Myopia is the most common ocular disorder worldwide, it is the leading cause of visual impairment in children, and its incidence is increasing rapidly.1,2 In 2010, an estimated 1.9 billion people (27% of the world’s population) were myopic, and 70 million of them (2.8%) had high myopia. These numbers are projected to rise to 52% and 10%, respectively, by 2050 (Figure).1
Myopia is a major public health concern in many East Asian countries, where the condition affects 80% to 90% of high school graduates. Of these individuals, 10% to 20% have sight-threatening pathologic myopia.2,3
Vision impairment related to myopia has a significant economic impact and a significant effect on quality of life regarding patients’ physical, emotional, and social functioning.4 Smith et al estimated the loss in world productivity caused by uncorrected myopic refractive error in 2004 to be 268.8 billion international dollars and the cost of addressing this problem to be US $28 billion.5
Pathologic myopia (prevalence 0.9%–3.1%) is particularly devastating.6,7 It confers an increased risk of cataract development, retinal detachment, glaucoma, and even blindness. The prevalence of choroidal neovascularization in affected individuals is reported to be 5.2% to 11.3%, and macular holes can occur in 6% to 8% of patients.6 The peripapillary regions are distorted by mechanical stretching of the globe in patients with increased axial lengths, and this can lead to glaucoma and visual field loss.8,9
The rapidly increasing incidence of myopia combined with its significant social and economic burdens have spurred research on causal factors, possible treatments, and efforts at prevention.
The exact mechanism of an eye’s axial elongation is unknown. Genes alone do not account for the incidence of myopia, but they may determine how susceptible a given person is to environmental factors. Many twin, sibling, and parental myopia studies that have been conducted show a higher prevalence of myopia in identical versus fraternal twins and an increased risk of myopia with a higher number of myopic parents. Genetics alone also cannot account for the rapid rise of myopia in East Asia.10 Animal studies have shown that myopia can be induced in an eye that is deprived of proper vision; the longer the period of visual deprivation, the greater the induced myopia.10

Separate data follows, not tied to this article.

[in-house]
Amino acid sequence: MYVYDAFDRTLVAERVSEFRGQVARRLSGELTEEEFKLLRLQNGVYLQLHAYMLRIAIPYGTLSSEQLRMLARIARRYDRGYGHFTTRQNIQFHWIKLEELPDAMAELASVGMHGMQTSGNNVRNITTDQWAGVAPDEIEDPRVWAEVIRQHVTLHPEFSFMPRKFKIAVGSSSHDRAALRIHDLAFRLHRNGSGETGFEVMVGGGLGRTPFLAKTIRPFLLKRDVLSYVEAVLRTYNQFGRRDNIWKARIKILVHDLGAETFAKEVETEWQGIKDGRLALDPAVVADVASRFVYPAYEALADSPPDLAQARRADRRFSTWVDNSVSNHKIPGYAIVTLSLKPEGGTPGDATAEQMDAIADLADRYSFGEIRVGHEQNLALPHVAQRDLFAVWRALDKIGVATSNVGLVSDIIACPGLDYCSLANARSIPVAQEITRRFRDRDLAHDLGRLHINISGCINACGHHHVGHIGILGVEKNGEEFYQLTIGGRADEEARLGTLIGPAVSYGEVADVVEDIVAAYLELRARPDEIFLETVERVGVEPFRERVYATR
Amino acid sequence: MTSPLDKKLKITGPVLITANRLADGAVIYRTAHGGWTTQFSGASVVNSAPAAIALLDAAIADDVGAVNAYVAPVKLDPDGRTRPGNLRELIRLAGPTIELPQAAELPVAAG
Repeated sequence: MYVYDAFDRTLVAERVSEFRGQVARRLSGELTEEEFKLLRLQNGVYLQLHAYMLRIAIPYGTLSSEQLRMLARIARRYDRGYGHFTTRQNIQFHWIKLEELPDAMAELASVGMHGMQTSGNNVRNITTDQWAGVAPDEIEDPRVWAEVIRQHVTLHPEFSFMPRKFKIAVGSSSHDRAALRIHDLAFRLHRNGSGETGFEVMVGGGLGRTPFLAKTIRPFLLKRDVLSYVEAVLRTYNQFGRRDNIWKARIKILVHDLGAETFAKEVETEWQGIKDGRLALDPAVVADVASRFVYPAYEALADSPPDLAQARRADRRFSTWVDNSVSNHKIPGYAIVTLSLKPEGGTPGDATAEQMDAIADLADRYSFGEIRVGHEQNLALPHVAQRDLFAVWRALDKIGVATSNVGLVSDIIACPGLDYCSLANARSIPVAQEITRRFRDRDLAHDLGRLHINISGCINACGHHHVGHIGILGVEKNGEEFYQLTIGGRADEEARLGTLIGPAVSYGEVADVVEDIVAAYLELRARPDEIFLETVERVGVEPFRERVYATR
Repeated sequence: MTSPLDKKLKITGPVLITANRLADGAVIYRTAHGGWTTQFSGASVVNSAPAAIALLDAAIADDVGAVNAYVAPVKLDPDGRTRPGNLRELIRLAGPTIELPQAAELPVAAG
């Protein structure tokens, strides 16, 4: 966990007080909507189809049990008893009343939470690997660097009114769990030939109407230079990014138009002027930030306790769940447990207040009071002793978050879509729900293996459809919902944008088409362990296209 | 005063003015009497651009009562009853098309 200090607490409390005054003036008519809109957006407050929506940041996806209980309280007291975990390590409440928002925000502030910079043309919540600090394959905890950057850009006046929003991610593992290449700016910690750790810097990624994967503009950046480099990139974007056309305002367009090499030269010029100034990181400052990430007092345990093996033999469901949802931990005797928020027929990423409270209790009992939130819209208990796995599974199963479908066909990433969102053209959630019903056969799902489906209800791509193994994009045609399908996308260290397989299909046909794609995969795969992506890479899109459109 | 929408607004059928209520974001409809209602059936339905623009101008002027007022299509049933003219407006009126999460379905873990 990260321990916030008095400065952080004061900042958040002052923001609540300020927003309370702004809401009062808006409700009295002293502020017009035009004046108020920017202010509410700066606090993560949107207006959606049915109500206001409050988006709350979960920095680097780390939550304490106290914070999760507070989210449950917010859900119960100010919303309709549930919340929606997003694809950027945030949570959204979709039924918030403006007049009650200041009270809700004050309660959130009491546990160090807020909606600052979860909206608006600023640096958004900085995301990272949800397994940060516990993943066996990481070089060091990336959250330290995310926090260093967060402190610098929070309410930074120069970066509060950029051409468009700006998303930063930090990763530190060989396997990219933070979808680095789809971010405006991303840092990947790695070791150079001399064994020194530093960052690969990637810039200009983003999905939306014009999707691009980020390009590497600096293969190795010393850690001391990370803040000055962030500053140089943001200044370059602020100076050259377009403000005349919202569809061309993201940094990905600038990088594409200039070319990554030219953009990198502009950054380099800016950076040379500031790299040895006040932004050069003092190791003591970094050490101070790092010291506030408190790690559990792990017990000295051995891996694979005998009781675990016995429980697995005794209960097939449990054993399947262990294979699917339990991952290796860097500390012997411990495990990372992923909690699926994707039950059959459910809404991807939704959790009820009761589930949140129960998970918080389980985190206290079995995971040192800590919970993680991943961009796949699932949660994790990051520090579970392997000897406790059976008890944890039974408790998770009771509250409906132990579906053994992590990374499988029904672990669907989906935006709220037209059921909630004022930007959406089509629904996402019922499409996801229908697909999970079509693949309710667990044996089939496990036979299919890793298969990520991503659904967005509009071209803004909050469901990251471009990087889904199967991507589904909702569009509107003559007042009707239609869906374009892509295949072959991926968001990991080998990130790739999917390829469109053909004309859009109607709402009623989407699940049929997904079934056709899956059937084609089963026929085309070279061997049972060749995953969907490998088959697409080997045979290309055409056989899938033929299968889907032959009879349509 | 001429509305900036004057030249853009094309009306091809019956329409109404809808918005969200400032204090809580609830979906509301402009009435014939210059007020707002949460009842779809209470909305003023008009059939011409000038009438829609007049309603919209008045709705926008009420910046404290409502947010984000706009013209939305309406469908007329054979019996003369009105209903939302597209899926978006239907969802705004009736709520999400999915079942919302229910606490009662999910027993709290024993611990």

The Consortium for Refractive Error and Myopia (CREAM), the largest international genome-wide study of myopia and refractive error ever conducted, found 24 genomic variations that were associated with a 10-fold increase in the prevalence of myopia.10 This suggests that myopia is multifactorial rather than the result of a single mechanism.
Increased outdoor activity has been shown to prevent the onset of myopia, with a possible dose-response relationship between time spent outdoors and the risk of incident myopia.11,12 Once someone begins to develop myopia, however, the time that he or she spends outdoors does not seem to halt its progression.11 Interestingly, simply being outside without engagement in a sport or activity has been shown to reduce the prevalence of myopia.13 This finding suggests that exposure to light may play a major role in myopia prevention. Light-induced release of dopamine, nitric oxide, and other neurotransmitters has been shown to inhibit axial elongation.10,12
There is mounting public concern that modern society’s dependence on computers and handheld technologies may be contributing to the increasing global incidence of myopia. Although axial length is temporarily increased with accommodation after just 10 to 30 minutes of near work,14,15 whether near work actually contributes to the rising incidence and prevalence of myopia remains controversial.16
It is theorized that visual input to the peripheral retina regulates adjacent scleral growth, and the relative peripheral hyperopic defocus in myopic eyes that remains despite wearing corrective myopic spectacles may be associated with elongation of the globe.17,18 Some have proposed using contact lenses that emphasize peripheral myopic defocus—and thus minimize hyperopic defocus—to help decrease myopic progression. In orthokeratology regimens, rigid contact lenses are used to flatten the central cornea, temporarily reducing myopic refractive error and inducing corneal swelling in the periphery, resulting in peripheral myopic defocus. A meta-analysis report by the American Academy of Ophthalmology issued in April determined that orthokeratology may slow myopic progression in children and adolescents, with a potentially greater effect when treatment is initiated in patients who are 6 to 8 years of age.19 Serious safety concerns are associated with orthokeratology, however, such as the potential for blinding microbial keratitis associated with overnight contact lens wear.19,20
A study conducted in Hong Kong demonstrated 25% slower progression of myopia with specialty bifocal defocus-incorporated soft contact lenses than with single-vision soft contact lenses. Treatment effect correlated positively with the amount of time that the defocus-incorporated soft contact lenses were worn (see Technologies in Development).21
Another area of interest is children’s use of bifocal glasses to slow myopia by reducing accommodative lag and hyperopic defocus (see Technologies in Development).7 A 2002 study found that undercorrecting myopia enhanced rather than inhibited myopia progression, likely because image blur induces axial elongation.22 Some studies, including the 5-year results from the Correction of Myopia Evaluation Trial (COMET), have been unable to show a statistically significant difference in the effects of progressive addition versus single-vision lenses on myopia progression.23-25 Another study, however, demonstrated a 57% reduction in the rate of myopia progression after 3 years of using executive bifocals with a 1.50 D addition and 3.00 D base-in prism.26